In Search of a Common Definition of Dx Error

Ted.E.Palen at KP.ORG Ted.E.Palen at KP.ORG
Fri May 6 21:52:04 UTC 2016


Hello
I have worked with health data for over 20 years. One thing that we know 
for sure codes do not tell the whole story and in fact may be totally 
misleading.

If something is not coded and you are using administrative data for the 
analysis there is no way to get the information.
Since errors are not coded in the chart, and are definitely not part of a 
death certificate then the estimates from deaths or harms form medical 
errors are just that estimates.
I would hate to see the error bars or confidence intervals on this data.
If it was for determining a treatment effect for a new drug it would never 
see the light of day.



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From:   Leonard Berlin <lberlin at LIVE.COM>
To:     IMPROVEDX at LIST.IMPROVEDIAGNOSIS.ORG
Date:   05/06/2016 09:15 AM
Subject:        Re: [IMPROVEDX] In Search of a Common Definition of Dx 
Error



Over the past several days I have enjoyed reading the long list of 
commentaries submitted by very bright and caring physicians. 
medical-associated people,  and researchers,  on the subject of the 
frequency of medical errors and their  role in causing death of patients. 
This has led me to conclude the following undeniable fact: 
 
 NOBODY KNOWS HOW MANY MEDICAL ERRORS ARE COMMITTED, AND NOBODY KNOWS HOW 
MANY PEOPLE ARE KILLED BY MEDICAL ERRORS!
 
The articles by Makary and others that calculate numbers related to 
medical errors and patient injury are nothing more than statistical 
projections,  extrapolations, estimates, and conjectures.  
 
Makary, Johns Hopkins, and the BMJ got great international headlines by 
"estimating" that 251,454 patients die of medical mistakes annually. 
Needless to say, the word "estimating" doesn't appear very much,  if at 
all, in the headlines and limited text proclaimed  in newspaper and TV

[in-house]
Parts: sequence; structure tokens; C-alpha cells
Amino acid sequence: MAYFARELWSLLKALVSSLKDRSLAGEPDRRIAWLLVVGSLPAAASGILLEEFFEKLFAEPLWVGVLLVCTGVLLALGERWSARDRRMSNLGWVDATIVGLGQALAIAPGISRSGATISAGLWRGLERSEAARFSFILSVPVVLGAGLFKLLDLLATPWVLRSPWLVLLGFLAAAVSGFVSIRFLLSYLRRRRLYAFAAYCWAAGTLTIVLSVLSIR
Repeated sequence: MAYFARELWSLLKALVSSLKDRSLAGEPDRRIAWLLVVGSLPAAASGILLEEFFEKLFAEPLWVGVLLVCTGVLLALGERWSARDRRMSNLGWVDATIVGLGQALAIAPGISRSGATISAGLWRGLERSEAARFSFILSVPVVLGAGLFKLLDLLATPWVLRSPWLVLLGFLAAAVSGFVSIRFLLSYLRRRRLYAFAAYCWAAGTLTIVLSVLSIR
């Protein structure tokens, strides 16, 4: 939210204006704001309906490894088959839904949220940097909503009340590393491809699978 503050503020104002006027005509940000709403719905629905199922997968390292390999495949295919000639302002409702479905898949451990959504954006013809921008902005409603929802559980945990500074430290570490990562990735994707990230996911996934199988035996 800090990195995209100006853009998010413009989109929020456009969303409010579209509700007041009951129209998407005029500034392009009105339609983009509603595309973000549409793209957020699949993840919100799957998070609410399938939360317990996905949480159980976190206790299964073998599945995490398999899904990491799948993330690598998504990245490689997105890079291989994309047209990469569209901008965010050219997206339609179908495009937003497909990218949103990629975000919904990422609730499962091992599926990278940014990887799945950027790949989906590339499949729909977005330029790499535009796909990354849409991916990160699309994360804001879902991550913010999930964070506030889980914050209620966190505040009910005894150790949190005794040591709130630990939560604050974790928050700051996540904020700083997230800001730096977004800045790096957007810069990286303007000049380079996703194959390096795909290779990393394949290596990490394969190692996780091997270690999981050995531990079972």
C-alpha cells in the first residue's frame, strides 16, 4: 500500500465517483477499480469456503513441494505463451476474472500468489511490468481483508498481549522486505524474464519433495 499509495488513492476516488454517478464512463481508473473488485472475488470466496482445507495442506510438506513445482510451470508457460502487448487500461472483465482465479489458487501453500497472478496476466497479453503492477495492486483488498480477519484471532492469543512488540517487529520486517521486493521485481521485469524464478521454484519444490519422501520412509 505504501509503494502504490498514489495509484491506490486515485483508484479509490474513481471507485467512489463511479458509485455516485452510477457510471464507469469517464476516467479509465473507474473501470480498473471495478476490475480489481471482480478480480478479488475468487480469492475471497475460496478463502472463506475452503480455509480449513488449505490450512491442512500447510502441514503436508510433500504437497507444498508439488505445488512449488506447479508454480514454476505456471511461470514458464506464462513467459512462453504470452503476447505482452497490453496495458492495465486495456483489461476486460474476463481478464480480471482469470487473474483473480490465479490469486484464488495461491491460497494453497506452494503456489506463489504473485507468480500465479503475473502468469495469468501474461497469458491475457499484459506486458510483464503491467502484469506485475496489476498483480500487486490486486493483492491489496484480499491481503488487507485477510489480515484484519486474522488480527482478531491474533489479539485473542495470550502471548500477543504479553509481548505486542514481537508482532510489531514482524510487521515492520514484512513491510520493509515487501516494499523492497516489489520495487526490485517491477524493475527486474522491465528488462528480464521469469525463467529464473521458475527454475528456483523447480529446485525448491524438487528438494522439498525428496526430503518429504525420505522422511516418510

news reports. 
 
Today, physicians  in all specialties are presumably  practicing 
"evidence-based-medicine." 
 
When it comes to medical errors, there is no "evidence!"
 
Yes, focusing attention on medical errors is certainly productive, and 
indeed encourages all of us to improve medical care safety and reduce 
errors.  And clearly, supporting organizations such as  SIDM is a step in 
the right direction.
 
We should be transparent to the public, but frightening everyone and 
causing them to lose confidence in their physicians is counterproductive. 
Our message to the public should be an honest one:  MEDICAL ERRORS DO 
OCCUR, BUT WE DO NOT KNOW, AND WILL NEVER KNOW, HOW MANY PATIENTS DIE DUE 
TO A MEDICAL ERROR; HOWEVER, WE ARE WORKING ON WAYS TO REDUCE THEM.
 
Lenny
Date: Thu, 5 May 2016 14:23:22 -0500
From: ruthryan at COX.NET
Subject: [IMPROVEDX] In Search of a Common Definition of Dx Error
To: IMPROVEDX at LIST.IMPROVEDIAGNOSIS.ORG

To all, 
 
Allow me to pick the finest brains on this topic.  Should SIDM adopt one 
of these definitions below, or craft a combination of these elements?  How 
would you define it?
 

DEFINITIONS OF DIAGNOSTIC ERROR
 
Author
Source or Citation
Definition
Mark Graber
Diagnostic errors in medicine: a case of neglect. Jt Comm J Qual Patient 
Saf. 2005.
 
Graber ML, Franklin N, Gordon R. Diagnostic error in internal medicine. 
Arch Intern Med. 2005
Medical diagnoses that are wrong, missed, or delayed. 
 
A diagnosis that was unintentionally delayed (sufficient information was 
available earlier), wrong (another diagnosis was made before the correct 
one), or missed (no diagnosis was ever made), as judged from the eventual 
appreciation of more definitive information.
 
Hardeep Singh
 
Helping healthcare organizations to define diagnostic errors as 
opportunities in diagnosis. Jt Comm J Patient Safety, 2014.
 
A breakdown in the diagnostic process and a missed opportunity to have 
made the diagnosis more accurately or more efficiently…regardless of 
whether there was patient harm.
Gordon Schiff et al
Schiff GD, Hasan O, Kim S, Abrams R, Cosby K, Lambert BL, et al. 
Diagnostic Error in Medicine: Analysis of 583 Physician-Reported Errors. 
Arch Intern Med. 2009
Any mistake or failure in the diagnostic process leading to a 
misdiagnosis, a missed diagnosis, or a delayed diagnosis. This could 
include any failure in timely access to care; elicitation or 
interpretation of symptoms, signs, or laboratory results; formulation and 
weighing of differential diagnosis; and timely follow-up and specialty 
referral or evaluation.
 
Institute of Medicine
Improving Diagnosis in Health Care, 2015 report Institute of Medicine 
(IOM)
The failure to establish an accurate and timely explanation of the 
patient's health problem(s) or to communicate that explanation to the 
patient.
 
 
BEST DEFINITION OR COMBINED DEFINITION:
 
Fill in the blank
 

 
 
Ruth
 
Ruth Ryan RN, BSN, MSW, CPHRM
Medical writer
Risk management/patient safety
Continuing medical education
Telephone (504) 256-8797
Email ruthryan at cox.net

 
 


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